CESR Review: September 2014

Articles by CESR members

The factors influencing women to become teachers in Pakistan, Written by Mahwish Khan

Mahwish Khan is a postgraduate student and lecturer in CESR ; her PhD thesis is a study of the feminisation of the education sector in Pakistan. The main aim of this research is to identify the reasons behind the increased participation of women in the education sector in Pakistan and to explore how feminisation impacts upon occupational segregation and the working patterns of male and female teachers. The findings are based on 70 semi-structured interviews with men and women teachers working in public and private sector educational institutions in Lahore.

Engaging in Critical Business Enquiry - Research Conference, Written by Dr Paul Bennett, Dr Hilary Drew and Dr Dominic Page

In the July 2013 edition of the CESR Review, we published an article showcasing the UWE first-year undergraduate module Engaging in Critical Business Enquiry. This module, taught primarily by CESR members, provides our students with an introduction to research methods and gives CESR staff the opportunity to utilise their own research in the undergraduate classroom. All students engage with the research process during the course of Engaging in Critical Business Enquiry, producing a review of the literature around a contemporary work theme and design a research poster. Despite not being mandatory, many students choose to undertake primary research to support the conclusions they draw from existing studies. A key – and perhaps the most exciting - element of the module is a research conference at the end of term.

Changing conceptualisations of mental illness: Revisiting the concept of stigma Written by Dr Dominic Page

The dominant Western approach to understanding mental ‘illness’ is neither historical nor universal; it is relatively recent in its formation, and culturally distinct in nature, driven predominantly by the medical profession. In this article Dominic Page discusses the historical conceptualisation of mental health, the influence of medicine on how mental illness is understood. It presents a summary of the criticisms of this dominant approach, before outlining the emerging responses from the sociological literature, particularly the concept of stigmatisation. However, it highlights the clear limitations of such an approach in the context of employment exclusion, and presents an alternative model informed by concepts of structuration, the social model of disability and embodied impairment.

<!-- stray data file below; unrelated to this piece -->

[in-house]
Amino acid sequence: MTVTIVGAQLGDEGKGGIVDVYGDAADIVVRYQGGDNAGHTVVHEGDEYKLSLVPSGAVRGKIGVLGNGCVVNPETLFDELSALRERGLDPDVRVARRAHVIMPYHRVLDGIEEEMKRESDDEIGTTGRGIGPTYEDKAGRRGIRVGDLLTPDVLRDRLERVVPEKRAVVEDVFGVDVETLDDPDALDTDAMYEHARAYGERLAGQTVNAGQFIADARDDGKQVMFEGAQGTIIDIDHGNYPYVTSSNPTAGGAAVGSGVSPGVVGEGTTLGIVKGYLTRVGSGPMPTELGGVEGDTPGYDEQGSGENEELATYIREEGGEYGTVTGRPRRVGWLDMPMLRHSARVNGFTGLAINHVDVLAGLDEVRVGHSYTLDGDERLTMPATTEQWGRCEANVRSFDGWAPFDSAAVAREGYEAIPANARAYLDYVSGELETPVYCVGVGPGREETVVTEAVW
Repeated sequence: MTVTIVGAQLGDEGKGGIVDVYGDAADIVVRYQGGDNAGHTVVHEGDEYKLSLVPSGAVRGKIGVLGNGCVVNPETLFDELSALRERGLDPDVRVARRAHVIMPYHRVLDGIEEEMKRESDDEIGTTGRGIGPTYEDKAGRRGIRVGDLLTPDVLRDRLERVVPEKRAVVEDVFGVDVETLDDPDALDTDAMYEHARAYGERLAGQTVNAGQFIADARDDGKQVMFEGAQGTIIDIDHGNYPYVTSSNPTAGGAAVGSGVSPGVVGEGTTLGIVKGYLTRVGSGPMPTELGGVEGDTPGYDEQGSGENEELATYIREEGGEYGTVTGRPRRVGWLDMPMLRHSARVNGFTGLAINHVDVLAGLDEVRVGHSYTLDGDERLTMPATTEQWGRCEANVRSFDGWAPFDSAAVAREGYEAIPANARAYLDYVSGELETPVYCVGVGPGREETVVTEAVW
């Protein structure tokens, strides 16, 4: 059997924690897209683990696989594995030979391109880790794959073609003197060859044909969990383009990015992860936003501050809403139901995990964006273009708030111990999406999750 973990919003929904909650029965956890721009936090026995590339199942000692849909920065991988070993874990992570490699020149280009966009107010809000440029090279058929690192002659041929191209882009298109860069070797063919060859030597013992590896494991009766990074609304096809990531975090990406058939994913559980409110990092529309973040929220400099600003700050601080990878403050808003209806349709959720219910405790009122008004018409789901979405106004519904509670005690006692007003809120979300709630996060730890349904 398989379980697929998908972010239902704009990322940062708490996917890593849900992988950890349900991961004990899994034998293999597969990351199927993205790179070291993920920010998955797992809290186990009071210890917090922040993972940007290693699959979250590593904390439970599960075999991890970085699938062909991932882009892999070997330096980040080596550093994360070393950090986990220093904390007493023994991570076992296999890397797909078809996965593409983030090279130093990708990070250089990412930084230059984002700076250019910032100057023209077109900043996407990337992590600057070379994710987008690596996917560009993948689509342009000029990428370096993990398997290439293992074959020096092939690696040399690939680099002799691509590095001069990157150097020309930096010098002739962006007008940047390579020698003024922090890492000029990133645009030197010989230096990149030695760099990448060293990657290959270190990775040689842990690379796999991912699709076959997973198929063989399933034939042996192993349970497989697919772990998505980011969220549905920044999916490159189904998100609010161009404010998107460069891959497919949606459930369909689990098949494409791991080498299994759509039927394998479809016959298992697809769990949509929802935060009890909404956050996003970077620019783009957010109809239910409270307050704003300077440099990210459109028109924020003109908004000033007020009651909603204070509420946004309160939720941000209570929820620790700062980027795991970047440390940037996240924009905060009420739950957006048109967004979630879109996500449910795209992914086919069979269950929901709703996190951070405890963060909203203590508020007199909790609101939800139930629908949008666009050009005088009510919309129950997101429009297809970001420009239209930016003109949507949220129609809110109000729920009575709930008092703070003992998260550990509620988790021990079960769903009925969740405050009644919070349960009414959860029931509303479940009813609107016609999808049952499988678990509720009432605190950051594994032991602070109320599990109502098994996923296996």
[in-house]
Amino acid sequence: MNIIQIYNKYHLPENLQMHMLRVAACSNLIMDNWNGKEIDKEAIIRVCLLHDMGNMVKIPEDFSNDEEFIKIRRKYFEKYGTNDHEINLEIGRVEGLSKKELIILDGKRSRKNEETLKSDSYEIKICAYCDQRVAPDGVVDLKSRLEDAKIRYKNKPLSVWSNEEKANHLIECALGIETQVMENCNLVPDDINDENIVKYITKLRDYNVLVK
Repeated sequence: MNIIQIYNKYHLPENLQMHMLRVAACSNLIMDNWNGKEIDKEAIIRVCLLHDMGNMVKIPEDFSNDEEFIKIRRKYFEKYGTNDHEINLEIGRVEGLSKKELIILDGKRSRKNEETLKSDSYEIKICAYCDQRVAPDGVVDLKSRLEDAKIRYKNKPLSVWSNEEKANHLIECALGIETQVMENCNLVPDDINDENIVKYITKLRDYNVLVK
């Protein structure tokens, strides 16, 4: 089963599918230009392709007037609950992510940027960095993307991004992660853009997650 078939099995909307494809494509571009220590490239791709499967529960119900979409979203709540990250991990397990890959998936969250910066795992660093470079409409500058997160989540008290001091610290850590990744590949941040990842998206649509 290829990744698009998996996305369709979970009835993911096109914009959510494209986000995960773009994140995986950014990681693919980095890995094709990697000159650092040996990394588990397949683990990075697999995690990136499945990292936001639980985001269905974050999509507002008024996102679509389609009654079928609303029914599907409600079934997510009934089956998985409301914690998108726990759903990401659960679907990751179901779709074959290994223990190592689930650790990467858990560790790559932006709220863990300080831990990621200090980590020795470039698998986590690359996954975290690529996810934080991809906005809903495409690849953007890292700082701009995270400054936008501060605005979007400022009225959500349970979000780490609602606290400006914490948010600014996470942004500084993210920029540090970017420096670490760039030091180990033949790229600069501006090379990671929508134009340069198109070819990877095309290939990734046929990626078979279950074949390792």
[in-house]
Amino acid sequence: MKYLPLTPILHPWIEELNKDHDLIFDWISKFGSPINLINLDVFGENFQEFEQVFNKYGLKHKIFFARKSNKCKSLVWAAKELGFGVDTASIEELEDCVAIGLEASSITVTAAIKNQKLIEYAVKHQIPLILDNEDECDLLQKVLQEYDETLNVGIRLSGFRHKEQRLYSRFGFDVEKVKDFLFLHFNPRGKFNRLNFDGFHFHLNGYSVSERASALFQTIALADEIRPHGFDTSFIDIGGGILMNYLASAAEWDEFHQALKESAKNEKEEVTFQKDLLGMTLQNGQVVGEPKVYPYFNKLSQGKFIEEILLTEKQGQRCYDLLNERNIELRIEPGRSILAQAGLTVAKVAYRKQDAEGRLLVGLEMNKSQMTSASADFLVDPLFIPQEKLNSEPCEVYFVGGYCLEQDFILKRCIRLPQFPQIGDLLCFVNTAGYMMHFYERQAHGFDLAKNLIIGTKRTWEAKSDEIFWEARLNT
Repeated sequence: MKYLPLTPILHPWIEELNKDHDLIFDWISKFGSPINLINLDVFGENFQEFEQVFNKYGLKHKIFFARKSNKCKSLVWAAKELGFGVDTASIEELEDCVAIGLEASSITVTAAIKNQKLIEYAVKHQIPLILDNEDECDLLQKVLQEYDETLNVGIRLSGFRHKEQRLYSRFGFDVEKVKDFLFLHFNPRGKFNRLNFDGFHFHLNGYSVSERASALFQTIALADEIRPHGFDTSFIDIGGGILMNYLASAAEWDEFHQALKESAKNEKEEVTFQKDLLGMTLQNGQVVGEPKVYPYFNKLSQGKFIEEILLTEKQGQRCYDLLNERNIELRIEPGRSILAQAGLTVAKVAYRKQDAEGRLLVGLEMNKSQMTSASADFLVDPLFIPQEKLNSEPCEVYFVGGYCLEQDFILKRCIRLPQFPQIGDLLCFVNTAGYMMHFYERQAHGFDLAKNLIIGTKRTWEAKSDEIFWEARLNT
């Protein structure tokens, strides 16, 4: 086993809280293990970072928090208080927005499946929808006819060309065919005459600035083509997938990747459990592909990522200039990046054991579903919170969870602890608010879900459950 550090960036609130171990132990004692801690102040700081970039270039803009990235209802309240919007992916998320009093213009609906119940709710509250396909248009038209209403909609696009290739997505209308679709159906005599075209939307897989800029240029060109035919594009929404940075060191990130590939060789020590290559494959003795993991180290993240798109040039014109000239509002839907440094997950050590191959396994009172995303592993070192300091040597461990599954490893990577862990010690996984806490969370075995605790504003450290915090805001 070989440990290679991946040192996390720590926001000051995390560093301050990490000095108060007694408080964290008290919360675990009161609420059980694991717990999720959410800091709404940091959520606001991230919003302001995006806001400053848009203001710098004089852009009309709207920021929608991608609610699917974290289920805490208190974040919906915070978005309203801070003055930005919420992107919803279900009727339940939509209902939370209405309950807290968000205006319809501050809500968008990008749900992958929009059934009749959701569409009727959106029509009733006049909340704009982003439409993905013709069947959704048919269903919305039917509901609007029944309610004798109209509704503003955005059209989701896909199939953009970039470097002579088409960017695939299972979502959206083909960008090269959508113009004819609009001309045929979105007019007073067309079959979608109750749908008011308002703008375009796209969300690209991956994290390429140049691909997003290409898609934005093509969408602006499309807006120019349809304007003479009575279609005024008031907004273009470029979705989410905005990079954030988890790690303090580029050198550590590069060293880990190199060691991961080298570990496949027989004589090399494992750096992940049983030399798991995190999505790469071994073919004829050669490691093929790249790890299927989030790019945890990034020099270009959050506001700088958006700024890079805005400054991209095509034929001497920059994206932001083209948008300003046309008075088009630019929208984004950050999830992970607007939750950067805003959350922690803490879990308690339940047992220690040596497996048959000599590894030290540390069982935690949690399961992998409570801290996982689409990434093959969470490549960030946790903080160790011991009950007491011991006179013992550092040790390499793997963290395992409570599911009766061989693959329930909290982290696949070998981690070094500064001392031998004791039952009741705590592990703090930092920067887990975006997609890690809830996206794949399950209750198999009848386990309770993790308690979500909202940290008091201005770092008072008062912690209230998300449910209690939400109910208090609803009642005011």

Homecare workers have the right to be paid National Minimum Wage: Is the game now up for employers who have broken the law? Written by Lydia Hayes

Lydia Hayes holds a law and society fellowship with Cardiff Law School and is working with Sian Moore, from CESR , on a British Academy/Leverhulme Trust funded investigation into the electronic monitoring of working time in homecare and its impact on homecare workers. This article discusses how National Minimum Wage law impacts on homecare workers and suggests how the newly enacted Care Act 2014 might influence wages in the future.

The representation of women in the role of Chief Pharmacist in Acute Trusts in England Written by Jane Coleborn

Jane Coleborn is Chief Pharmacist at the Great Western Hospitals NHS Foundation Trust in Swindon. This year she was awarded an MSc Leadership and Management (Health and Social Care) in the Faculty of Business and Law at UWE. As part of her postgraduate study she completed a  dissertation exploring the representation of women in the role of Chief Pharmacists prompted by recent media coverage on the under representation of women in senior management positions in the private sector. Here Jane summarises her research.


Book Review: Racism, Class and the Racialized Outsider, Satnam Virdee, Palgrave Macmillan, 27 Jun 2014. Reviewed by Professor Sian Moore

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